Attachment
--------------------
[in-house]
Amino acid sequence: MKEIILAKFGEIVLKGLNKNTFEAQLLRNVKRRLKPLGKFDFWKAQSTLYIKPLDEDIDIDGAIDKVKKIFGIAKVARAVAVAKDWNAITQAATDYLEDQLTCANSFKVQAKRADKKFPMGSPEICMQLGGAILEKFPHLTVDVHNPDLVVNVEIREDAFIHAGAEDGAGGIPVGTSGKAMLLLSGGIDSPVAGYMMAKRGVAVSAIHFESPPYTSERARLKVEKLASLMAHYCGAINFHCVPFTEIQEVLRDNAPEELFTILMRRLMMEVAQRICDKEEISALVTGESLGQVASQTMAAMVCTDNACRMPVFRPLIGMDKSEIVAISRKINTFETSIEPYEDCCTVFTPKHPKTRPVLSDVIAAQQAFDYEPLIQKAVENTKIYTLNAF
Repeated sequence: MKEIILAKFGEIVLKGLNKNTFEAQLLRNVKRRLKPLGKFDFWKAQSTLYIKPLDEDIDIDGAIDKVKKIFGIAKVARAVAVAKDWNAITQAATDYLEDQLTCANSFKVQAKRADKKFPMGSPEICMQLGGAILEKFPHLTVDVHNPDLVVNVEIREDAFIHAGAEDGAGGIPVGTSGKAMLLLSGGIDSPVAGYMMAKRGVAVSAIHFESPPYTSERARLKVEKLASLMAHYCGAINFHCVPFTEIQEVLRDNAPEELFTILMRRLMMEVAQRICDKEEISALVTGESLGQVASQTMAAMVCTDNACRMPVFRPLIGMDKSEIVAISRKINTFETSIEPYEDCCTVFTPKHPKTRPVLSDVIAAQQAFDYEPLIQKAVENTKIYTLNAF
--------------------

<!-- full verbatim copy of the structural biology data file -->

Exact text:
[in-house]
Amino acid sequence: MKEIILAKFGEIVLKGLNKNTFEAQLLRNVKRRLKPLGKFDFWKAQSTLYIKPLDEDIDIDGAIDKVKKIFGIAKVARAVAVAKDWNAITQAATDYLEDQLTCANSFKVQAKRADKKFPMGSPEICMQLGGAILEKFPHLTVDVHNPDLVVNVEIREDAFIHAGAEDGAGGIPVGTSGKAMLLLSGGIDSPVAGYMMAKRGVAVSAIHFESPPYTSERARLKVEKLASLMAHYCGAINFHCVPFTEIQEVLRDNAPEELFTILMRRLMMEVAQRICDKEEISALVTGESLGQVASQTMAAMVCTDNACRMPVFRPLIGMDKSEIVAISRKINTFETSIEPYEDCCTVFTPKHPKTRPVLSDVIAAQQAFDYEPLIQKAVENTKIYTLNAF
Repeated sequence: MKEIILAKFGEIVLKGLNKNTFEAQLLRNVKRRLKPLGKFDFWKAQSTLYIKPLDEDIDIDGAIDKVKKIFGIAKVARAVAVAKDWNAITQAATDYLEDQLTCANSFKVQAKRADKKFPMGSPEICMQLGGAILEKFPHLTVDVHNPDLVVNVEIREDAFIHAGAEDGAGGIPVGTSGKAMLLLSGGIDSPVAGYMMAKRGVAVSAIHFESPPYTSERARLKVEKLASLMAHYCGAINFHCVPFTEIQEVLRDNAPEELFTILMRRLMMEVAQRICDKEEISALVTGESLGQVASQTMAAMVCTDNACRMPVFRPLIGMDKSEIVAISRKINTFETSIEPYEDCCTVFTPKHPKTRPVLSDVIAAQQAFDYEPLIQKAVENTKIYTLNAF